Written, illustrated, and published by K.M. Claude, NINETY-NINE RIGHTEOUS MEN is an erotic horror comic about a priest desperate to save his young parishioner from the clutches of a demon prince. In doing so, he must enlist the help of the last person he ever wanted to see again. This comic deals with issues of sexuality, religious corruption, and features some sexual nudity and gore.
In the interest of full disclosure, I have to say that I’ve known K.M. Claude for almost a decade and I was able to watch this comic develop from initial concept to finished product. I also had very high expectations for it, knowing the quality of Claude’s storytelling and artwork. Every expectation I had was met, then exceeded.
The art is rich with clever details, things that you might not notice until the second or third time you read through and take the time to notice little things in the background, movement of the characters’ eyes, or subtle shifts in appearance as the oppression of the demonic presence becomes more severe. The demon doesn’t just affect its host either, as other characters around it are drawn in and slowly changed as well. While we’re on the topic of the demon, the design of this creature is the most interesting design for a demon I have ever seen. It’s completely unique, beautiful while still being terrifying and sinister, and its presence seeps from the panels into the white space as if it’s inhabiting the comic itself.
Another stunning design decision I’d like to mention is the use of space and the shape of panels as a storytelling device in itself. The comic starts off with very neat frames, until certain characters start to show up and influence the story, then the frames become more jagged, or lopsided and unbalanced. It shifts seamlessly from open, exposed sections to tight, jagged panels full of detail with barely any room to breathe. Inserted into the growing tension are a couple of two-page spreads that almost shock with their sudden appearance. These pages are mostly textless, so there’s nothing to distract from the art and the moment of horror they portray. One section in particular features two pages in carefully blocked out panels, each one detailing in close-up how the character is trying to control his thoughts while they strain to clash against what he’s doing in the moment. There’s also no real indication of how you’re meant to read these pages, which makes the conflict between the contrasting scenes even more disturbing.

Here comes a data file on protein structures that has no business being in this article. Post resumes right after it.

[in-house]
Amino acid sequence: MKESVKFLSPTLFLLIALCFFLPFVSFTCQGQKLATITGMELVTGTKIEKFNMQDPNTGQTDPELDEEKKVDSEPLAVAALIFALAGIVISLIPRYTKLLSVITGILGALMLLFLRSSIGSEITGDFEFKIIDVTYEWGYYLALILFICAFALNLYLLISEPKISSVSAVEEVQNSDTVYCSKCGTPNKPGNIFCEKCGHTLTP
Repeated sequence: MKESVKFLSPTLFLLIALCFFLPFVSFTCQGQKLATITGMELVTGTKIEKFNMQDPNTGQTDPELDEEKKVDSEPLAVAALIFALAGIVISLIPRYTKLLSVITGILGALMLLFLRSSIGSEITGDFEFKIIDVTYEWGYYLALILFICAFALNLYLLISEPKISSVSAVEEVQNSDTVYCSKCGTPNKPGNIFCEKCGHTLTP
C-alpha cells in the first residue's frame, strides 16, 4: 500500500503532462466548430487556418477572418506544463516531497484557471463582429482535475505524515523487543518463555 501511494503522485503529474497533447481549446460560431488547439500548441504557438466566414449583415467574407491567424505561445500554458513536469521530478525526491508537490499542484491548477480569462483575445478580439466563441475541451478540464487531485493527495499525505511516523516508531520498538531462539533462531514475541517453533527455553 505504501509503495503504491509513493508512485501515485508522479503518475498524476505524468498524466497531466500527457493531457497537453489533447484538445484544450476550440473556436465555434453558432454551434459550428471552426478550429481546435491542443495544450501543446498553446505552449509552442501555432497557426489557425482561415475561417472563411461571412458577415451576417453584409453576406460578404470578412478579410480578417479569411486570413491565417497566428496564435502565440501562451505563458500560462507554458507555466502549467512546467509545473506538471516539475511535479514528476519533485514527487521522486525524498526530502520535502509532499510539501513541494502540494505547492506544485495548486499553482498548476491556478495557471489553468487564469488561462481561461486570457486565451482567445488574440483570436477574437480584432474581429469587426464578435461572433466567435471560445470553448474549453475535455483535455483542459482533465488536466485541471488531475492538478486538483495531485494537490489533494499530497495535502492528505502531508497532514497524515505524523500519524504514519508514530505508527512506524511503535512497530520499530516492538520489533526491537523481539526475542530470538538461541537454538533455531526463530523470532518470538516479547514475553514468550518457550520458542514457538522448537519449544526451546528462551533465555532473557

The story itself, the relationships between the characters, is complex and compelling. I won’t say that it quite feels true-to-life, because the horror element definitely comes in quick, but it does feel like the same attention that was paid to the art was paid to the story as well. Research isn’t compromised to fit the story, which is something I’ve seen a lot of in horror; rather it weaves seamlessly into the story, the backgrounds of the characters, and the mythology of the demon.
The only thing that I didn’t like was that with characters and a plot as complicated as this, there were a couple places where the story felt a little bit rushed. I would have loved to see more development in the relationship between the two priests, and a slightly more drawn out ending. But those are mostly selfish wishes because I really love these characters. And considering this was written and illustrated by one person working on a time constraint, what we have is amazing. As far as debut features are concerned, this one shows the kind of maturity and boldness that I’ve rarely seen in independent publications, and I’m looking forward to seeing what K.M. Claude has for us in the future.
FINAL RATING: 9/10